The phytochemical and pharmacological profile of Persea americana Mill

Pharmacognosy Review,2010,4,7,77-84.
Published:July 2010
Type:Review Article
Authors:
Author(s) affiliations:

Mohammad Yasir1, Sattwik Das2, MD Kharya2

1Department of Pharmacy, Malhotra College, Bhopal, Madhya Pradesh, INDIA.

2Department of Pharmaceutical Sciences, Sagar University, Sagar, Madhya Pradesh, INDIA.

Abstract:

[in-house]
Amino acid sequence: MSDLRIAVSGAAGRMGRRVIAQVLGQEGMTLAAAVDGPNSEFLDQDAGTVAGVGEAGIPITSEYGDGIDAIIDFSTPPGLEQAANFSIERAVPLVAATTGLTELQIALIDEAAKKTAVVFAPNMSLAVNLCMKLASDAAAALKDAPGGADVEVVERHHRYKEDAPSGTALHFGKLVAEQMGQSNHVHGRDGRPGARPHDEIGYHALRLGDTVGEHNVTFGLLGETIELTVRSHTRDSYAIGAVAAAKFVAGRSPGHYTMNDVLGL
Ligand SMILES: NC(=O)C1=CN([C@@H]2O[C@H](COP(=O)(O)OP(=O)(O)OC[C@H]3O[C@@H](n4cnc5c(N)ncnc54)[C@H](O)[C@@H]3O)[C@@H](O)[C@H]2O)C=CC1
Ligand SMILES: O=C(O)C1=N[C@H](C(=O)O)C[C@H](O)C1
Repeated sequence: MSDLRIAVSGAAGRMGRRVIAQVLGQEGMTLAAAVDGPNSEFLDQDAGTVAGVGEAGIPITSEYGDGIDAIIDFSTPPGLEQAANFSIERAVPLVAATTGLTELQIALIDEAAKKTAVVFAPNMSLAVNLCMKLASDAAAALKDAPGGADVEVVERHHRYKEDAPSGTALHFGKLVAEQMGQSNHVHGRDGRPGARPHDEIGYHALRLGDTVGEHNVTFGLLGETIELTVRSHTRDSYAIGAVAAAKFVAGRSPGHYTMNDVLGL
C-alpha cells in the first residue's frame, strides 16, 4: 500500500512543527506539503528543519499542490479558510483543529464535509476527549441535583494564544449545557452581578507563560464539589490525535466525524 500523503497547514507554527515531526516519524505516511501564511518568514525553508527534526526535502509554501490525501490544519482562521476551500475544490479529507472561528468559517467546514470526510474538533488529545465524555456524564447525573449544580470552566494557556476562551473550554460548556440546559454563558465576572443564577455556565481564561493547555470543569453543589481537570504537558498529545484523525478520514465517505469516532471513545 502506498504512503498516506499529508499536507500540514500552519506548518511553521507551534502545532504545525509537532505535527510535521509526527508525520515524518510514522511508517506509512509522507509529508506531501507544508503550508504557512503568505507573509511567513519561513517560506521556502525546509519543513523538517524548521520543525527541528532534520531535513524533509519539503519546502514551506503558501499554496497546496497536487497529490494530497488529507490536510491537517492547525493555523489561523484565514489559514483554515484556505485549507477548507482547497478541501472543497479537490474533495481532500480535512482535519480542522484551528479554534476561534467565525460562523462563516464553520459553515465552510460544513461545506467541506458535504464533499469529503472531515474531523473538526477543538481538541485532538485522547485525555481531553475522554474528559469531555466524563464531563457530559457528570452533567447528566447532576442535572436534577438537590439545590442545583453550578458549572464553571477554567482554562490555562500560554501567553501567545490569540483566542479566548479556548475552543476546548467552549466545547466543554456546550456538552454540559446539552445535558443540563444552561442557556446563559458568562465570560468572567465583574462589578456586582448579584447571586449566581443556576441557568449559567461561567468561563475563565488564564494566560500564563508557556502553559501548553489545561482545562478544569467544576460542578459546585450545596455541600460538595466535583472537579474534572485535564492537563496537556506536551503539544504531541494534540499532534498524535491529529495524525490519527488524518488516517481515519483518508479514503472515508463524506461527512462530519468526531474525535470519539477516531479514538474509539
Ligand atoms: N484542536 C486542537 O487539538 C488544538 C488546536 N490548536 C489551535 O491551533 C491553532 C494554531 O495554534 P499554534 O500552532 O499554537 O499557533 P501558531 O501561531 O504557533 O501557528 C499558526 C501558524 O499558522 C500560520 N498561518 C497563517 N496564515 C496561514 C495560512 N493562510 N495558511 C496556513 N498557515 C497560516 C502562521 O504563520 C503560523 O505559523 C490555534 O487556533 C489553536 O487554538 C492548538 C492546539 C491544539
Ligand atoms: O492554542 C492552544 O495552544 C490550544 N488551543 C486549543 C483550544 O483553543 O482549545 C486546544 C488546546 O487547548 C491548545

Over the past decades, herbal medicine has become a thing of global significance with medicinal and economic implications. Wide spread use of herbs throughout the globe has raised serious concerns over its quality, safety, and efficacy. Thus, exact scientific assessment has become a precondition for acceptance of herbal health claims. Persea americana Mill. (avocado) is a tree, native to central America, cultivated in tropical and subtropical climates around the world, belonging to the family Lauraceae, is widely used in Ayurveda and evidence-based phototherapy. There are 3 principal races or groups of avocado: Mexican, Guatemalan, and West Indian named for the areas where they were originally cultivated. The plant is used in traditional medicine for the treatment of various ailments, such as monorrhagia, hypertension, stomach ache, bronchitis, diarrhea, and diabetes. Peptone, b-galactoside, glycosylated abscisic acid, alkaloids, cellulose, polygalacto urease, polyuronoids, cytochrome P-450, and volatile oils are reported to be present in this plant. Biotechnologic approaches show that modified MS medium supplemented with 1.0 mg benzyladenine/L, 0-1mg Indole Butyric Acid/L, 0.1 mg Gibberalic Acid 3/L was optimum for adventitious shoot development. In the present review, an effort has been made to study the different aspects of P. americana Mill.